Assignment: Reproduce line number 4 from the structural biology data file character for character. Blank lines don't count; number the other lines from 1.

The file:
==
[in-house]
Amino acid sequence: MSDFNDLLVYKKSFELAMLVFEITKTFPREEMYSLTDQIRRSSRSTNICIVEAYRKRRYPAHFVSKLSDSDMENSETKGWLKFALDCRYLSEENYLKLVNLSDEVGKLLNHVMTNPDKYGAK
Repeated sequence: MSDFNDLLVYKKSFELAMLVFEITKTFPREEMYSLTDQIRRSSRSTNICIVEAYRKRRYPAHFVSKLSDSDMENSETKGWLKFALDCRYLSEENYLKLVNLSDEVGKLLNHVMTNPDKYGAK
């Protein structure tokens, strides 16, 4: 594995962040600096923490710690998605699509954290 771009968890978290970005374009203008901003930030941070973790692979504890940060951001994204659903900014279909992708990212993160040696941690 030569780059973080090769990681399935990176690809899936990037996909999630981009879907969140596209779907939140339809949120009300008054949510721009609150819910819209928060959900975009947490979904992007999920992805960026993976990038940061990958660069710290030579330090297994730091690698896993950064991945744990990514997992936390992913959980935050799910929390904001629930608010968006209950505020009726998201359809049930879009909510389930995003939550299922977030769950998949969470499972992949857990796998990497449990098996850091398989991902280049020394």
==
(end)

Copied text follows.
């Protein structure tokens, strides 16, 4: 594995962040600096923490710690998605699509954290 771009968890978290970005374009203008901003930030941070973790692979504890940060951001994204659903900014279909992708990212993160040696941690 030569780059973080090769990681399935990176690809899936990037996909999630981009879907969140596209779907939140339809949120009300008054949510721009609150819910819209928060959900975009947490979904992007999920992805960026993976990038940061990958660069710290030579330090297994730091690698896993950064991945744990990514997992936390992913959980935050799910929390904001629930608010968006209950505020009726998201359809049930879009909510389930995003939550299922977030769950998949969470499972992949857990796998990497449990098996850091398989991902280049020394």